On Wednesday, January 22, 2020, Missouri became the newest state to take up legislation for a statewide Child Development Account (CDA) policy.
Filed by Rep. Jonathan Patterson, the bill creating the Missouri Children’s Savings Account Program would automatically open a Show-Me Child Savings Account with a $100 seed deposit for every resident born on or after January 1, 2021.
Patterson’s filing represents the culmination of considerable work, much of it done by State Treasurer Scott Fitzpatrick and Margaret Clancy, policy director with the Center for Social Development (CSD) in the Brown School at Washington University, along with the Missouri Child Development Account Coalition, which includes Brown School Associate Professor Jason Purnell.
The proposal draws upon research on the CDA policy modeled in SEED for Oklahoma Kids (SEED OK), a randomized, statewide CDA experiment conducted by the Brown School’s Center for Social Development (CSD) since 2007. The findings have shaped state policies elsewhere.
“Seven states have adopted automatic statewide CDA policies,” said Margaret Clancy, a member of the coalition’s leadership committee and CSD’s policy director. Clancy advised policymakers on the development of all statewide CDAs and this policy proposal in Missouri. Nebraska, Illinois and California enacted CDA legislation in 2019, and Pennsylvania did so in 2018.
“The level of commitment that we’ve seen across this region has really been quite remarkable,” said Jason Purnell, co-chair of the coalition’s leadership committee, as well as director of Health Equity Works and faculty director with CSD. “We all share a commitment to the brightest possible futures for our children,” Purnell added. “This is just an approach that makes sense for investing in the future of our children, in the future of our state, and our families and communities.”
“We want every baby born in Missouri to have this,” Purnell said.
“A big key to our success so far was turning interest from State Treasurer Fitzpatrick into a full-on commitment to support and to champion this,” said Kaycee Nail, director of client and legislative affairs with the Penman Group. “It was really helpful for him to see the fact that Nebraska passed this legislation unanimously.”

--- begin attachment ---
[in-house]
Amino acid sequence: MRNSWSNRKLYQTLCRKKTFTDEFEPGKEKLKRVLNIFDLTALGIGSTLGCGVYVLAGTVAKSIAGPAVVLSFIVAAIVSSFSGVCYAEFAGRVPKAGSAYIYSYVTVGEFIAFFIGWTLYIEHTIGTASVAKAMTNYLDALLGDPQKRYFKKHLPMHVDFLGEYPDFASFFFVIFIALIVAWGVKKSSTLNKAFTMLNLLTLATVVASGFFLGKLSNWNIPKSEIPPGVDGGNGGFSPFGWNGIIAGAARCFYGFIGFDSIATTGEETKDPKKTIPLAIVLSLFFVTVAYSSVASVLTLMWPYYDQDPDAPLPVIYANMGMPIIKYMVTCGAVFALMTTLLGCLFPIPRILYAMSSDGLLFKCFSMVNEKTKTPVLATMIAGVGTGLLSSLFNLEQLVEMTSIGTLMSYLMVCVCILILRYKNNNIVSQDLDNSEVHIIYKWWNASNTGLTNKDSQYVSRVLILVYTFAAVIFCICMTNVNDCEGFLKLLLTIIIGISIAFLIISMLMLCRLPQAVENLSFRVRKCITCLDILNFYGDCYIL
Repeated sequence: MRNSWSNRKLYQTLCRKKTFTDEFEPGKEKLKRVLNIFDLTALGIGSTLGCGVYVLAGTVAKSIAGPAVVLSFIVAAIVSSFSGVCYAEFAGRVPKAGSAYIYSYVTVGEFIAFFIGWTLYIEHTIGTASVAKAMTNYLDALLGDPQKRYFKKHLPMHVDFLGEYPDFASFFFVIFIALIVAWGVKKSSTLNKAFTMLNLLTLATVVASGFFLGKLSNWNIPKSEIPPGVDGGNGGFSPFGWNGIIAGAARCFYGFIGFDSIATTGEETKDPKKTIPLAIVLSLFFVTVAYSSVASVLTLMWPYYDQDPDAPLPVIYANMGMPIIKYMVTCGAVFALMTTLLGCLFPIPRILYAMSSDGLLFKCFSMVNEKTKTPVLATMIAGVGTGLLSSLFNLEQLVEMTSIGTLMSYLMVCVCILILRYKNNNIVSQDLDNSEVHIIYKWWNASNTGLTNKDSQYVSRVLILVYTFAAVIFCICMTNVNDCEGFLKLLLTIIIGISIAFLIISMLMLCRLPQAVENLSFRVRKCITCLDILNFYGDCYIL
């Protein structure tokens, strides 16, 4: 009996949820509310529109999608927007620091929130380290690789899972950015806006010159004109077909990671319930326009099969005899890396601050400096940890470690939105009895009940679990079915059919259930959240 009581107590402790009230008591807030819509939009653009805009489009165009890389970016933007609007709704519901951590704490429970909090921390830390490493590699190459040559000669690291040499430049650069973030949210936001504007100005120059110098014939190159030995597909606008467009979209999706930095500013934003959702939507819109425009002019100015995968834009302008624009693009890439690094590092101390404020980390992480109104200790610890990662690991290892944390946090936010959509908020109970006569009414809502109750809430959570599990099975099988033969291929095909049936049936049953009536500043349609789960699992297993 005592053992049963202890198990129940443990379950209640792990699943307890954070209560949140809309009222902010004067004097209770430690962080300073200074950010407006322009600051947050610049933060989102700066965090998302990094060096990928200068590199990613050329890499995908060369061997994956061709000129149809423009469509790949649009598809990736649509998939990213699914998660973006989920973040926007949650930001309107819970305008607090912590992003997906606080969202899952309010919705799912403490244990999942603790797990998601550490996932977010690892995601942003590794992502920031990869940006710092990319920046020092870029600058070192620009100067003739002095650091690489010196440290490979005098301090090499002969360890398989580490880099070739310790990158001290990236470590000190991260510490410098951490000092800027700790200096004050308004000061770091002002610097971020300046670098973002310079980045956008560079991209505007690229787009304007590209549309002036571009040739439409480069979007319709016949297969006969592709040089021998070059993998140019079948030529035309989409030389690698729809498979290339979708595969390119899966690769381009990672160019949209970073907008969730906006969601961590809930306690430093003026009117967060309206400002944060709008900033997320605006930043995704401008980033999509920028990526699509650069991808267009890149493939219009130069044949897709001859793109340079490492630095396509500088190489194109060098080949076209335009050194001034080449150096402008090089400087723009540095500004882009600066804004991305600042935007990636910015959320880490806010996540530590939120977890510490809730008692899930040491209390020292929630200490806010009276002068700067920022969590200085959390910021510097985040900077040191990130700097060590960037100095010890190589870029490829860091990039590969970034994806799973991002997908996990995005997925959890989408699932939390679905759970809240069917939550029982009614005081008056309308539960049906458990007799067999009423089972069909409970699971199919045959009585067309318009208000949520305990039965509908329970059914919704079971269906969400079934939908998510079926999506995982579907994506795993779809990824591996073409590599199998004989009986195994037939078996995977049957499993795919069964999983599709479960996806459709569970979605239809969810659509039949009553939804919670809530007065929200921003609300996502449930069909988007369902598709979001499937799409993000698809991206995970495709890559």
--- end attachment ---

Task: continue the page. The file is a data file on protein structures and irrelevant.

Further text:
Child Development Accounts
A CDA is a long-term investment account opened with a seed deposit when a child is born. That seed grows with market appreciation and supplemental deposits until he or she is ready to use the assets for higher education. The policy is designed to be universal and automatic, and assets may be used only for postsecondary education. The effects of the accounts extend beyond the assets they hold.
“The concept is that, by providing assets very early, CDAs can lead to financial planning for college and greater financial capability, a college-bound identity, educational preparation and later, college success,” said Clancy.
The benefits of CDAs are widely documented in publications from SEED OK. Findings show that the accounts expand assets for children’s education but that they also shape family behavior, boosting children’s social-emotional development, parents’ educational expectations for their children, and positive parenting practices, while reducing depressive symptoms among mothers.